Overcoming the Stigma of Addiction is Key to Treatment
(BPT) – Addiction is a chronic, but treatable, medical condition. Unfortunately, many people talk about addiction in ways that are stigmatizing, and also use words that portray someone with addiction in a shameful way. To reduce harmful stigma and negativity around substance use disorders, and encourage people to obtain help, it is essential to change the way we view addiction.
What is stigma? Stigma is defined as discrediting and reducing a person’s struggle with substance use disorders with inaccurate or unfounded beliefs that the person is dangerous, incapable of managing their treatment, or at fault for their condition.
Where does stigma come from? Stigma regarding addiction comes from old inaccurate ideas, and fear of things different or misunderstood. Public attitudes and beliefs about addiction are also affected by the media, which often portray individuals with substance use disorders negatively. When people with substance use disorders are made to feel ashamed of their addiction and their difficulty in stopping the use of drugs or alcohol, they are often discouraged from reaching out to others or from seeking treatment.
The truth about addiction. While addiction was once considered to be due to weakness in a person’s character, decades of scientific research reveals that addiction is not a choice. The National Institute on Drug Abuse says addiction is a brain disorder in which functional changes to brain circuits involved in reward, stress, and self-control make it extraordinarily difficult for a person to resist the urge to continue using drugs, even if it is causing them problems at home, work, or school. In fact, addiction is like many other diseases, such as type 2 diabetes. Both disrupt normal, healthy body function that have serious harmful effects and are influenced by the environments in which a person lives. Often, addiction is preventable and treatable, but if left untreated, it can worsen, leading to disabilities and death. As with other diseases, many people with substance use disorders can recover and continue to lead healthy lives with the appropriate support. Factors that make people more vulnerable to addiction include genetics and family history, the environment in which they grew up, trauma or co-occurring mental health issues, and other social and behavioral factors. Ultimately, addiction doesn’t discriminate. It impacts people of all ages, races, genders, and social classes.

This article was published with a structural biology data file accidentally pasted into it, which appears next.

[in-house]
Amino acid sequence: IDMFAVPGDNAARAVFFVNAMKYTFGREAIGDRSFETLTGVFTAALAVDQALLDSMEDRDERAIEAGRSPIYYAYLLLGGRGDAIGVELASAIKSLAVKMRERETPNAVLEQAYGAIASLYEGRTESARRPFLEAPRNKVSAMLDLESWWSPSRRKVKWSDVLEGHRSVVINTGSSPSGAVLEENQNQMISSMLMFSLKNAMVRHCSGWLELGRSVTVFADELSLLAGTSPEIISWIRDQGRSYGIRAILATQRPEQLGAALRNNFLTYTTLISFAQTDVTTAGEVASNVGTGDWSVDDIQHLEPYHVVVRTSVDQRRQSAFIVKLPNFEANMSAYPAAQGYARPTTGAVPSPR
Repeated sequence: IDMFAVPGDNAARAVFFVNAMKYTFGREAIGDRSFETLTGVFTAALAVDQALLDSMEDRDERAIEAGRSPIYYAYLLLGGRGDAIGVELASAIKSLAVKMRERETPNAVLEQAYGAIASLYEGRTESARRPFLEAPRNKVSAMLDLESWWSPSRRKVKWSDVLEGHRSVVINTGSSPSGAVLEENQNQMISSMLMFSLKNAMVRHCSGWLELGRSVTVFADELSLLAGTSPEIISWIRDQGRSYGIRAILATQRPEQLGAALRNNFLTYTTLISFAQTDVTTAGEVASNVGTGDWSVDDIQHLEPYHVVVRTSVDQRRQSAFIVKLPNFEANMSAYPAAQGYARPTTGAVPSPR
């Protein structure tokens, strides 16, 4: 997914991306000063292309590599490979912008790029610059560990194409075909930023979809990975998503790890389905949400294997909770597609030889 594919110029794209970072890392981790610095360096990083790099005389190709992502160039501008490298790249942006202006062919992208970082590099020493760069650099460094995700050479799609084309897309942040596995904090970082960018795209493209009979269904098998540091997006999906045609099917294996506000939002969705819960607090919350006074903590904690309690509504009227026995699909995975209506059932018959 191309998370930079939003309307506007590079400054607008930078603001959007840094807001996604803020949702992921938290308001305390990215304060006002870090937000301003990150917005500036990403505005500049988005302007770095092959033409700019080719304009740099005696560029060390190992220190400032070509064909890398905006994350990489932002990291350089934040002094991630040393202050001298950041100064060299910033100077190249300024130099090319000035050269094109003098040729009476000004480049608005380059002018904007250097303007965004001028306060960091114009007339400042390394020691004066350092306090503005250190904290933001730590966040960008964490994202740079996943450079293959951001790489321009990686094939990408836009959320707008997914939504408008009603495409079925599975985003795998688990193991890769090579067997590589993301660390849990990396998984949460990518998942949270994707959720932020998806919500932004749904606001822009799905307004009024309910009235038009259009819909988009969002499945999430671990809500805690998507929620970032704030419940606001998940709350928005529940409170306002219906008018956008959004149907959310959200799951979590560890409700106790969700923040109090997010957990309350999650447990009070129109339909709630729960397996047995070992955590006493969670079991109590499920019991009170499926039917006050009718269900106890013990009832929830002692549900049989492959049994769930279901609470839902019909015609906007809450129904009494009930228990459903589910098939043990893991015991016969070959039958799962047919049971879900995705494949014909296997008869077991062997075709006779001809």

How can we overcome stigma? Reducing stigma starts with each of us examining our own attitudes and beliefs and replacing our fears and judgments with respect and compassion. Simple changes in language can help reduce harmful negativity around substance use disorders. When talking to or about people with substance use disorders, it helps using person-first language, and focusing on the person, not their illness. For example, “a person with a substance use disorder” has a neutral tone and separates the person from his or her disorder. Someone who working to overcome drug use can be described as a “person in recovery.”
We can also educate ourselves on the facts about addiction. It’s important to seek science-based information from a trustworthy source and share that information with others to help them overcome their own misperceptions about addiction. Learn more about how drug use and addiction affect the brain at www.drugabuse.gov.